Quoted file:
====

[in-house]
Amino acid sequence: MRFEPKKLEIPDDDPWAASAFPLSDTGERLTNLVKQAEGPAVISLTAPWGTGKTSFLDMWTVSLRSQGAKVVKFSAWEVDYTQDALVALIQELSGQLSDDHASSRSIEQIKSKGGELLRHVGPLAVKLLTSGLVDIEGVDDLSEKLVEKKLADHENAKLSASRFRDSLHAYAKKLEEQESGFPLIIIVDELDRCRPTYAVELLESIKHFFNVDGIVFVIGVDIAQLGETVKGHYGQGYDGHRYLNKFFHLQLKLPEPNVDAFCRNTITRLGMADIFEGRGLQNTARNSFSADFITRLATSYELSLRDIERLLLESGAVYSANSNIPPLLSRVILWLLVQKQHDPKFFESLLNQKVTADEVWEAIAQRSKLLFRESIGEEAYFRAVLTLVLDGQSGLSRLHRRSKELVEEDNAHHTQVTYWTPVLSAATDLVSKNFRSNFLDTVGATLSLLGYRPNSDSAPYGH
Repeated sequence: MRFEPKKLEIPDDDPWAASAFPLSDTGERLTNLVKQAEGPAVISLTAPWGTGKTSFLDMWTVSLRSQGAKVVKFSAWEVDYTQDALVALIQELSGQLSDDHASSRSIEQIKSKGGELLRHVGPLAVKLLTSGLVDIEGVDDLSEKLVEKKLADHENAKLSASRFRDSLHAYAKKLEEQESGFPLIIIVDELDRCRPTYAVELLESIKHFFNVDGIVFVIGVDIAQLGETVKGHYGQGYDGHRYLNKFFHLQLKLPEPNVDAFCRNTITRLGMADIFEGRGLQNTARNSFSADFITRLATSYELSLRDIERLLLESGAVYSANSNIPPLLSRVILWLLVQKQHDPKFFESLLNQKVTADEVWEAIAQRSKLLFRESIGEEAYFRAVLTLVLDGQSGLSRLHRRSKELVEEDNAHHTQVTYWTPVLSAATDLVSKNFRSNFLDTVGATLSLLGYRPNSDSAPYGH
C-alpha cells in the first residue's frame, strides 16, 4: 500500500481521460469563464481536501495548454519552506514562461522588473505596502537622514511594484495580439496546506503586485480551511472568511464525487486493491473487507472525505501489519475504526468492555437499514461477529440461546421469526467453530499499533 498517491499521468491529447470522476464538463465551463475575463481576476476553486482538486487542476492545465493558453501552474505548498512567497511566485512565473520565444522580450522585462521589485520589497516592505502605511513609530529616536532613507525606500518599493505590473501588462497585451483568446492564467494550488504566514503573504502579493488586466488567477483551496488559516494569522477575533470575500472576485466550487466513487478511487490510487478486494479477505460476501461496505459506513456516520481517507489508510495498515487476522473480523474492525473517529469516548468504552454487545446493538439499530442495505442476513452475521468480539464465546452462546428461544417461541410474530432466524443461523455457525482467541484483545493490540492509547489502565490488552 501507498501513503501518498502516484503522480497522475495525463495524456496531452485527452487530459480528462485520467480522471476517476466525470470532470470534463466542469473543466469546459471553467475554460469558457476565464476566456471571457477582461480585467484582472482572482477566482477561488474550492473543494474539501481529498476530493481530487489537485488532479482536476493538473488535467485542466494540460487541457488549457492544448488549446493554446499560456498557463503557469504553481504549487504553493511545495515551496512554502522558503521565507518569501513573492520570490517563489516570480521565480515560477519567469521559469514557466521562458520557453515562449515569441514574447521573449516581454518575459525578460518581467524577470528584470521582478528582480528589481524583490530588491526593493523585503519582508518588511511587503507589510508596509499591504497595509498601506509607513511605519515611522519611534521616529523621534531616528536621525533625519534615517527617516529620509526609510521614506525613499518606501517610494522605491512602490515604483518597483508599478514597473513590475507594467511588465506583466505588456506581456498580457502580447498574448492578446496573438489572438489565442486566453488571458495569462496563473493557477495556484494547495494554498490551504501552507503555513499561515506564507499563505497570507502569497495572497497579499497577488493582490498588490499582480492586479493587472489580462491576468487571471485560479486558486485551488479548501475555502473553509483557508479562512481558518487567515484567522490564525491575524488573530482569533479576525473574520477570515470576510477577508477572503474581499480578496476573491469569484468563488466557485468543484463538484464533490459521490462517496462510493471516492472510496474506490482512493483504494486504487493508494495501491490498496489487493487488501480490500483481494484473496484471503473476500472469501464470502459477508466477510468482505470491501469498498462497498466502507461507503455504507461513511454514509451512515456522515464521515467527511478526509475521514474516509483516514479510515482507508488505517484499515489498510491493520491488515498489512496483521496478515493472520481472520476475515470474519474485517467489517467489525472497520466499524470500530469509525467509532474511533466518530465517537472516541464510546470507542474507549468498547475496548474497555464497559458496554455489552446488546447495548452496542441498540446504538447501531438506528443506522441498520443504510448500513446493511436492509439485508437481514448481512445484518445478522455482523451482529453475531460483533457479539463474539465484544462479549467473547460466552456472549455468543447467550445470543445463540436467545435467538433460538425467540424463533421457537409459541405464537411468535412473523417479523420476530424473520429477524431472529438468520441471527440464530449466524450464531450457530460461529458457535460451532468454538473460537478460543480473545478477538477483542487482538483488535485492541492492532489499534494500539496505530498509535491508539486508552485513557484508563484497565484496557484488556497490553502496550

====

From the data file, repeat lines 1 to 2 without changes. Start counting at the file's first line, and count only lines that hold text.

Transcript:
[in-house]
Amino acid sequence: MRFEPKKLEIPDDDPWAASAFPLSDTGERLTNLVKQAEGPAVISLTAPWGTGKTSFLDMWTVSLRSQGAKVVKFSAWEVDYTQDALVALIQELSGQLSDDHASSRSIEQIKSKGGELLRHVGPLAVKLLTSGLVDIEGVDDLSEKLVEKKLADHENAKLSASRFRDSLHAYAKKLEEQESGFPLIIIVDELDRCRPTYAVELLESIKHFFNVDGIVFVIGVDIAQLGETVKGHYGQGYDGHRYLNKFFHLQLKLPEPNVDAFCRNTITRLGMADIFEGRGLQNTARNSFSADFITRLATSYELSLRDIERLLLESGAVYSANSNIPPLLSRVILWLLVQKQHDPKFFESLLNQKVTADEVWEAIAQRSKLLFRESIGEEAYFRAVLTLVLDGQSGLSRLHRRSKELVEEDNAHHTQVTYWTPVLSAATDLVSKNFRSNFLDTVGATLSLLGYRPNSDSAPYGH